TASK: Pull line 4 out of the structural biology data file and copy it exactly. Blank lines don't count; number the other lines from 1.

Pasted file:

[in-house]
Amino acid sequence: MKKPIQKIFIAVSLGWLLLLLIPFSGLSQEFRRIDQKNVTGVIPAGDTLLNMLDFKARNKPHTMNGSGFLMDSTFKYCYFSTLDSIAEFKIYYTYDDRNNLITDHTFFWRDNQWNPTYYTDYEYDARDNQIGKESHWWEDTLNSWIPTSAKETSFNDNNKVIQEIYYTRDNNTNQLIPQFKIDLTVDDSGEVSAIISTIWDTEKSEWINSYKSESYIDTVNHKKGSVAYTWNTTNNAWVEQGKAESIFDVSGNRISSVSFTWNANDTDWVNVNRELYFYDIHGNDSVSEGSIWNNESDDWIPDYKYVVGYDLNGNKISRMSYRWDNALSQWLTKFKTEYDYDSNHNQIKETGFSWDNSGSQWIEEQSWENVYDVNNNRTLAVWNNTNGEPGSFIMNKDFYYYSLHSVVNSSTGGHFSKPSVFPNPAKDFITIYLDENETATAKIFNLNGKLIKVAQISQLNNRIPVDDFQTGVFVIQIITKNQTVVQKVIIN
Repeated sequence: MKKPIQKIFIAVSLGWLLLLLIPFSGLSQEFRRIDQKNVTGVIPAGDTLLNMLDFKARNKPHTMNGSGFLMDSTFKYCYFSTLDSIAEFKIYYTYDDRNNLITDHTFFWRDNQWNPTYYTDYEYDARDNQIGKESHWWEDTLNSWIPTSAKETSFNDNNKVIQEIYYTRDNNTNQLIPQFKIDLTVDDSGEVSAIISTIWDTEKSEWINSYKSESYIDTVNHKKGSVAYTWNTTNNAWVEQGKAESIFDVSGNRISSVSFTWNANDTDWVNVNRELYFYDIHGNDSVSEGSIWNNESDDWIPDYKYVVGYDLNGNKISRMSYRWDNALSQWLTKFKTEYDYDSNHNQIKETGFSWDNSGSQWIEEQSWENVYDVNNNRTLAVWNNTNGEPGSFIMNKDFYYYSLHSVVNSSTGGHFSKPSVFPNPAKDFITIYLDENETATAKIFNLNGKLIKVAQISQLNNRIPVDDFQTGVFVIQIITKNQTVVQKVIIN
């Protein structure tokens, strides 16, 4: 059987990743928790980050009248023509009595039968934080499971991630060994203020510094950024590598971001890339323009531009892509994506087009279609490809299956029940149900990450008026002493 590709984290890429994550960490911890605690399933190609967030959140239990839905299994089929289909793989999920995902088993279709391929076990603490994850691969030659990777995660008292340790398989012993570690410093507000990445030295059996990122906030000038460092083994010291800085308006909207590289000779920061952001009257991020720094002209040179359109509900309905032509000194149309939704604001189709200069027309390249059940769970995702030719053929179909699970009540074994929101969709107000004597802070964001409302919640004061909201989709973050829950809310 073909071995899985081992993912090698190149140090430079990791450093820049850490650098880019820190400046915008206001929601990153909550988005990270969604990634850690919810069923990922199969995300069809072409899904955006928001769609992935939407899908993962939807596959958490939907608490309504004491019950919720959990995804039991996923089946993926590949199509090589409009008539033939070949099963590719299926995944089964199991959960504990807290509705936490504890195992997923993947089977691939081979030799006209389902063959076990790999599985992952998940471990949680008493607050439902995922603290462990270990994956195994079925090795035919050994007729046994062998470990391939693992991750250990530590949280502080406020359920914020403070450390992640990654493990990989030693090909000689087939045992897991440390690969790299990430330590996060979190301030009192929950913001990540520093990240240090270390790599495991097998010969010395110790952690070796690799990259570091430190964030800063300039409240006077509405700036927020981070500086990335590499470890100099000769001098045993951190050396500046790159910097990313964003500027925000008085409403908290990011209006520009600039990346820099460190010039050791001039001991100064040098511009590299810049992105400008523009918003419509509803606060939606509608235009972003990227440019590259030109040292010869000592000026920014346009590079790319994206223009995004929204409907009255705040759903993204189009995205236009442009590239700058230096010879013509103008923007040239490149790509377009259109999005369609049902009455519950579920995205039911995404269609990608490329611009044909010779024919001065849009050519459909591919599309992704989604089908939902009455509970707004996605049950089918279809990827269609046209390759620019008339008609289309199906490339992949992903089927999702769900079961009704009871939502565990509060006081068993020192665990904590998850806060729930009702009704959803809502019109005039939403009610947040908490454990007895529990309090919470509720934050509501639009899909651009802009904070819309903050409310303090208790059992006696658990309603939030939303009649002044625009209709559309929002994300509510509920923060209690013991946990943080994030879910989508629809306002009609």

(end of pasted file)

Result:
């Protein structure tokens, strides 16, 4: 059987990743928790980050009248023509009595039968934080499971991630060994203020510094950024590598971001890339323009531009892509994506087009279609490809299956029940149900990450008026002493 590709984290890429994550960490911890605690399933190609967030959140239990839905299994089929289909793989999920995902088993279709391929076990603490994850691969030659990777995660008292340790398989012993570690410093507000990445030295059996990122906030000038460092083994010291800085308006909207590289000779920061952001009257991020720094002209040179359109509900309905032509000194149309939704604001189709200069027309390249059940769970995702030719053929179909699970009540074994929101969709107000004597802070964001409302919640004061909201989709973050829950809310 073909071995899985081992993912090698190149140090430079990791450093820049850490650098880019820190400046915008206001929601990153909550988005990270969604990634850690919810069923990922199969995300069809072409899904955006928001769609992935939407899908993962939807596959958490939907608490309504004491019950919720959990995804039991996923089946993926590949199509090589409009008539033939070949099963590719299926995944089964199991959960504990807290509705936490504890195992997923993947089977691939081979030799006209389902063959076990790999599985992952998940471990949680008493607050439902995922603290462990270990994956195994079925090795035919050994007729046994062998470990391939693992991750250990530590949280502080406020359920914020403070450390992640990654493990990989030693090909000689087939045992897991440390690969790299990430330590996060979190301030009192929950913001990540520093990240240090270390790599495991097998010969010395110790952690070796690799990259570091430190964030800063300039409240006077509405700036927020981070500086990335590499470890100099000769001098045993951190050396500046790159910097990313964003500027925000008085409403908290990011209006520009600039990346820099460190010039050791001039001991100064040098511009590299810049992105400008523009918003419509509803606060939606509608235009972003990227440019590259030109040292010869000592000026920014346009590079790319994206223009995004929204409907009255705040759903993204189009995205236009442009590239700058230096010879013509103008923007040239490149790509377009259109999005369609049902009455519950579920995205039911995404269609990608490329611009044909010779024919001065849009050519459909591919599309992704989604089908939902009455509970707004996605049950089918279809990827269609046209390759620019008339008609289309199906490339992949992903089927999702769900079961009704009871939502565990509060006081068993020192665990904590998850806060729930009702009704959803809502019109005039939403009610947040908490454990007895529990309090919470509720934050509501639009899909651009802009904070819309903050409310303090208790059992006696658990309603939030939303009649002044625009209709559309929002994300509510509920923060209690013991946990943080994030879910989508629809306002009609």